A short while ago, someone asked why ABAC has been so slow to adopt on https://security.stackexchange.com/. Here’s my take below.
Top 5 reasons ABAC has been slow to adapt
- Companies were simply not ready. A lot of companies had to figure out their identity management story first and it looks like we’re now turning that page. See more details below.
- Authorization is not in the hands of a single team, rather it requires orchestration between different parties: the identity (IAM) team, security, app teams, and compliance. This dance makes it harder to find the one stakeholder capable of driving forth the ABAC initiative.
- The ‘boil the ocean’ syndrome: a lot of early-day ABAC projects wanted to solve ABAC for an entire enterprise rather than take it one step at a time. That hindered ABAC adoption massively.
- Legacy software (COTS, SaaS, and homegrown): when I say legacy I don’t necessarily mean old. Many apps and SaaS are still built with identity, permissions, roles, and groups in mind. For as long as these software don’t provide hooks to externalize authorization, implementing ABAC will remain hard. This is partly what Danny means with “Authorization doesn’t stop at the point of implementation.”
- Lack of standard, out-of-the-box policy enforcement points (PEP): most vendors provide you with a framework to implement fine-grained ABAC but don’t give you enforcement points. It’s up to the implementer/customer to write their own. That puts a lot of burden on the developer. Instead we need to come together as an industry and provide OOTB PEPs.
But ABAC is still worth it…
Everyone’s talking about it. Should you do it? I’m biased so I’ll say yes. But don’t take my word for it. Look at NIST’s Guide to Attribute Based Access Control (ABAC) Definition and Considerations, Gartner’s research, as well as Kuppinger Cole and Group 451. So how can you speed up ABAC adoption?
Get Authentication Right First
There are many reasons why ABAC hasn’t picked up as quickly. This year (2023), at the European Identity Conference and Identiverse, vendors, attendees, and analysts alike all said that identity management and authentication had now reached a level of maturity that would now let companies focus on the next chapter: authorization. In fact, we’re seeing a slew of new authorization vendors, stacks, and approaches in the market. In addition to the veterans like Axiomatics (ABAC, policy-based vendor), you also now have the likes of Aserto (based on Open Policy Agent and Zanzibar) and 3Edges (based on Graph).
Understand the taxonomy of authorization
Navigating the authorization waters can be hard: ABAC, RBAC, ReBAC, Graph, ACLs… So many acronyms that are hard to understand. Fortunately, my friend Alex Babeanu laid out A Taxonomy of Modern Authorization Models. This should help you understand what options exist along with their pros and cons.
In a nutshell, there are 3 main ways to achieve externalized authorization (which is what ABAC is about):
- Using a policy language e.g. XACML, ALFA, Rego, and Cedar
- Using a graph (e.g. 3Edges)
- Using access control lists and tuples (Zanzibar-style) e.g. OpenFGA
These 3 approaches decouple your app’s logic from the authorization logic (that’s the end game) and they allow you to centralize authz config management and in turn audit the config or run access reviews.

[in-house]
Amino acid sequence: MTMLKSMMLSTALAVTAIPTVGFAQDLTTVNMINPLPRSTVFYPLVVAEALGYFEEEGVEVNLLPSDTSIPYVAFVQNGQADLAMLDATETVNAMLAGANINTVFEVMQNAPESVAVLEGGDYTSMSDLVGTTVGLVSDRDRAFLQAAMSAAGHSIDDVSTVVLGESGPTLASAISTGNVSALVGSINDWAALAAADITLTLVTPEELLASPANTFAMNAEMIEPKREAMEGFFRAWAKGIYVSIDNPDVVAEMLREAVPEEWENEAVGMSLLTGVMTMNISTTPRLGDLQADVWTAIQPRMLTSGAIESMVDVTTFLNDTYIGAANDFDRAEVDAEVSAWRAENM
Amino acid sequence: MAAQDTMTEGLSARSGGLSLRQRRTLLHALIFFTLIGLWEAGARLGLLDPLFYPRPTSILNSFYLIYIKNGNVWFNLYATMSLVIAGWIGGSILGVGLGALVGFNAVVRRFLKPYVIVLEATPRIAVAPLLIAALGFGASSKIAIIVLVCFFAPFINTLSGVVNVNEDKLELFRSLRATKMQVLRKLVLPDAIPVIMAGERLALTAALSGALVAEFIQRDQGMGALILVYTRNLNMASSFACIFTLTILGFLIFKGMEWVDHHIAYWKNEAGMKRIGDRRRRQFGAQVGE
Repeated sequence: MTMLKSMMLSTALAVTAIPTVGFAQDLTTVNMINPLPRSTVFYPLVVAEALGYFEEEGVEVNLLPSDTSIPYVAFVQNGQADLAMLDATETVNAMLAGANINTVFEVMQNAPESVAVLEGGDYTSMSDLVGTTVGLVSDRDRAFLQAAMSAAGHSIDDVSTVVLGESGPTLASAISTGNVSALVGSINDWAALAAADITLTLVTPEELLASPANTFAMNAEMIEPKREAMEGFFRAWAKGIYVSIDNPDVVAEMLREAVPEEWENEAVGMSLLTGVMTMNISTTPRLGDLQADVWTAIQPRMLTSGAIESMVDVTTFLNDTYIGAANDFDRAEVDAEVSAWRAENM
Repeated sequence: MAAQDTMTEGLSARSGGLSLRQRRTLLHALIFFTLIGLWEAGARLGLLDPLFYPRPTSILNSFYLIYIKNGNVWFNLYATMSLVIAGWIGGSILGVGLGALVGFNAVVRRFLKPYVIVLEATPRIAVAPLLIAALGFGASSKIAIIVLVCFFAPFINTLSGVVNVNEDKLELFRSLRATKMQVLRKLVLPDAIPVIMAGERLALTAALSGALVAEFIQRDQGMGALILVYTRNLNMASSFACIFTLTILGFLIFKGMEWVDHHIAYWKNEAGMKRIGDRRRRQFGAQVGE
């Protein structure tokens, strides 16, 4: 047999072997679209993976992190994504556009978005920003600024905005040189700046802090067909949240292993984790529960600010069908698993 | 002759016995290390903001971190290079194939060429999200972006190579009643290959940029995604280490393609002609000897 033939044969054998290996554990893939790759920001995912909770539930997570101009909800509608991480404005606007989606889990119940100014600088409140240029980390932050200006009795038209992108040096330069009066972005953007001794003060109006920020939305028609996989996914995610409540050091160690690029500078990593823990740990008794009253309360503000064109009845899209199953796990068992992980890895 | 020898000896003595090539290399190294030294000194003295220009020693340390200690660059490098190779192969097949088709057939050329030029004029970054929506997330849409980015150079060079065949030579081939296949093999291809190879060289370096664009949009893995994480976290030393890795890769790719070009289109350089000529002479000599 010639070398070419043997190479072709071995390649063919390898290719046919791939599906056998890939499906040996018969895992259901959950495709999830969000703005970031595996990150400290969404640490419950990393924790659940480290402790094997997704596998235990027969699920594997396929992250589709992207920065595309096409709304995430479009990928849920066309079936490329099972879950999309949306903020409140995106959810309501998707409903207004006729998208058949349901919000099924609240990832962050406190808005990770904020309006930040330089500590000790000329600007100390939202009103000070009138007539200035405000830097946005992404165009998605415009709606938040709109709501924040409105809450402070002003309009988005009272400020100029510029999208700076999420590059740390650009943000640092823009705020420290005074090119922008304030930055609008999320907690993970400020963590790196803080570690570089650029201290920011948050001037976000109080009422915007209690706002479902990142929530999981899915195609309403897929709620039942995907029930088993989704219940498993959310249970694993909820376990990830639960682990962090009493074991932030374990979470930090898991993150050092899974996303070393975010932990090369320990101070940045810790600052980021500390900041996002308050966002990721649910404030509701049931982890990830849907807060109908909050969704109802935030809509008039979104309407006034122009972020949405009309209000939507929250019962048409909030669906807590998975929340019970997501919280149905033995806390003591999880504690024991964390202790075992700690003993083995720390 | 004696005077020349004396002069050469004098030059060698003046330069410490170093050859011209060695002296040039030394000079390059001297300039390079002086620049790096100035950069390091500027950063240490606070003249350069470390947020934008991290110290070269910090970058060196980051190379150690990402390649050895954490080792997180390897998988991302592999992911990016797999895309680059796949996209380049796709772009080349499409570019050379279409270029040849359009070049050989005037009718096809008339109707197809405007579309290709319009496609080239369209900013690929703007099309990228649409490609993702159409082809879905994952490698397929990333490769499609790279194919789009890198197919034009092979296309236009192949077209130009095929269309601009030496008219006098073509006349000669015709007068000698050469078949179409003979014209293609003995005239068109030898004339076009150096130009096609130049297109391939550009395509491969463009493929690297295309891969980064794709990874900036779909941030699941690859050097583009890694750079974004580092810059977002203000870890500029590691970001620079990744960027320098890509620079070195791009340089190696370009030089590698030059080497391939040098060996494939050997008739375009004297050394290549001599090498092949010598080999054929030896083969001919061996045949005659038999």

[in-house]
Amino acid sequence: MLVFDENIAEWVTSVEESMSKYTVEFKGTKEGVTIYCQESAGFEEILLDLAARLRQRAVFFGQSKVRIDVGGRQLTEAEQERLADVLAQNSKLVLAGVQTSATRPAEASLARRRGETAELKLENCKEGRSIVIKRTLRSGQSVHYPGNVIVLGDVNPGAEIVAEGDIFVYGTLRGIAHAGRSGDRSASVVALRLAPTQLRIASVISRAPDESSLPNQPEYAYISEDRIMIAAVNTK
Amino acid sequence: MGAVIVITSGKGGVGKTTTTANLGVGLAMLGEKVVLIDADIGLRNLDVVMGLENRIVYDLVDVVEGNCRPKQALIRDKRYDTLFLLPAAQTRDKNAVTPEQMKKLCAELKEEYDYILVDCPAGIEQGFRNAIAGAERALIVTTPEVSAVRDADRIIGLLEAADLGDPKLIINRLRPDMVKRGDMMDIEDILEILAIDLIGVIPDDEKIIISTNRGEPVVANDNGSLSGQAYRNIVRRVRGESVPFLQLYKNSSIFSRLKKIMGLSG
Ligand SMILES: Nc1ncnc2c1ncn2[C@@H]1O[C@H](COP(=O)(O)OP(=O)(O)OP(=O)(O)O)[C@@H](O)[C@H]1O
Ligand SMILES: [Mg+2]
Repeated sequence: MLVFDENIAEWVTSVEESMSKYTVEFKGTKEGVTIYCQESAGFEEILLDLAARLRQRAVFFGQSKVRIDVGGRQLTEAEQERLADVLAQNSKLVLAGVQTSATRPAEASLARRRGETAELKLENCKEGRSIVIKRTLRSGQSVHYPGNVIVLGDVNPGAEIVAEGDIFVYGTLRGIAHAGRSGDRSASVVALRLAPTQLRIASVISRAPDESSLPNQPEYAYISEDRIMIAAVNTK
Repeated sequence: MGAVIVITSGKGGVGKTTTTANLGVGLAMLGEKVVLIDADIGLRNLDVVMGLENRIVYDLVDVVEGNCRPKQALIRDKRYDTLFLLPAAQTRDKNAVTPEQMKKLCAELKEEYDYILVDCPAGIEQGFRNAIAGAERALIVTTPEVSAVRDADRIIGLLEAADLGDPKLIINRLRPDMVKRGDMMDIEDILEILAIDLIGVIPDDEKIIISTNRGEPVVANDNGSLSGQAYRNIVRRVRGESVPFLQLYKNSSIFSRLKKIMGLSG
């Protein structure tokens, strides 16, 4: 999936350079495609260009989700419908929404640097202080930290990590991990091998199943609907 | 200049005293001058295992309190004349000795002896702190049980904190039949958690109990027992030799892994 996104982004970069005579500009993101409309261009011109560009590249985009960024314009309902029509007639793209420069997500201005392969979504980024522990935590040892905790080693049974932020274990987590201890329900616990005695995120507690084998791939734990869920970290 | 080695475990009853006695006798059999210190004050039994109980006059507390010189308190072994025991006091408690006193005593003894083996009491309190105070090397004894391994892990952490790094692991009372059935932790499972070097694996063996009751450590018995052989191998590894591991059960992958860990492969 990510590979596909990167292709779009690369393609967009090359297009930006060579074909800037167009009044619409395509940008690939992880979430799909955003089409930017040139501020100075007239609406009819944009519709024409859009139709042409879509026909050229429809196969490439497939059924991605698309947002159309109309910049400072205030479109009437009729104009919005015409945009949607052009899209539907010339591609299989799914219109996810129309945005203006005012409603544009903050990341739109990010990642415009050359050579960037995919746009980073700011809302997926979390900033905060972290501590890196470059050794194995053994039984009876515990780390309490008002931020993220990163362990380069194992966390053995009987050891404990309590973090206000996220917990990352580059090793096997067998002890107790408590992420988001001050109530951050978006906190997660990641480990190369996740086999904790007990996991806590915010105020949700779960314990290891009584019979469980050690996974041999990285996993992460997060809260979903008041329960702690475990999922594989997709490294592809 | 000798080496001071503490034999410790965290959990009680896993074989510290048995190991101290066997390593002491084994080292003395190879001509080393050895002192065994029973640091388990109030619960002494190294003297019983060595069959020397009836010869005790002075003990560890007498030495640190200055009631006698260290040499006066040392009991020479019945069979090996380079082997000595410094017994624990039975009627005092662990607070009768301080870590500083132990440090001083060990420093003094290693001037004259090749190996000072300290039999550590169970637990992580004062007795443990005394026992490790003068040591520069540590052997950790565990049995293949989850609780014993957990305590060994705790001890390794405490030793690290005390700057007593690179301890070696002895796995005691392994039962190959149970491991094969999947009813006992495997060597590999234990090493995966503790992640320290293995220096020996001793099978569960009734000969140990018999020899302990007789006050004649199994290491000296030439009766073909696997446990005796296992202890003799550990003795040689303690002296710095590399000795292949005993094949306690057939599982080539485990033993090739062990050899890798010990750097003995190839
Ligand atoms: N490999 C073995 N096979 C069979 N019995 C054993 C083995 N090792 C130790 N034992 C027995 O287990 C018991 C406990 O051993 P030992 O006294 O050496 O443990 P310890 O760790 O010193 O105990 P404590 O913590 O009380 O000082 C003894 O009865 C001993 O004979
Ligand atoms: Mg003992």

My (biased) view is that policies are the best way to configure things. But, in fact, it depends on your use case.
What’s the use case for authorization?
Are you trying to save developer time? Implement complex pieces of legislation? Provide business logic? Give end-users/consumers control over their data in your app? Depending on the answers to these questions, you might want to choose different approaches.
Your developers don’t need to implement their own DB, logging, or authentication. They shouldn’t have to develop authorization code. This is where Open Policy Agent in particular but also any (open-source) framework comes into play. It’s not so much about the breadth of the authorization solution you choose but simply its developer friendliness, its SDK support, and how much time it saves your developers. Things like audit and access reviews are nice to have but clearly an afterthought.
Comply with the law
If your app needs to comply with one or more laws (HIPAA, privacy, GDPR, Export Control, ITAR), then a policy-based approach (ALFA) makes more sense. Policies are a good way to reflect an app’s legal, compliance, or business requirements. This is how Boeing uses XACML to implement export control for instance.
This type of authorization is sometimes known as mandatory access control (MAC)
Give your app’s users options
Maybe there’s no logic to the authorization in your app. Perhaps you just want to let users decide who can do what on the data they own in your app. Think Google Drive, Docs, Photos… In that case, an access control framework at scale is what makes sense and that’s exactly what Zanzibar is. Google’s paper is just a paper though so you have to look to Topaz or OpenFGA for implementations.
Determining ownership of authorization
In the world of authentication, it’s relatively clear that the central IAM team owns identity management and authentication (though CIAM has challenged that point of view). In authorization, while a central may provide a framework for authorization, it’s the app owners, product managers, and developers who ultimately care about authorization. The requirements may be radically different from app to app. This means the central framework (if any) needs to have delegation features built into the product so that independent teams can work concurrently.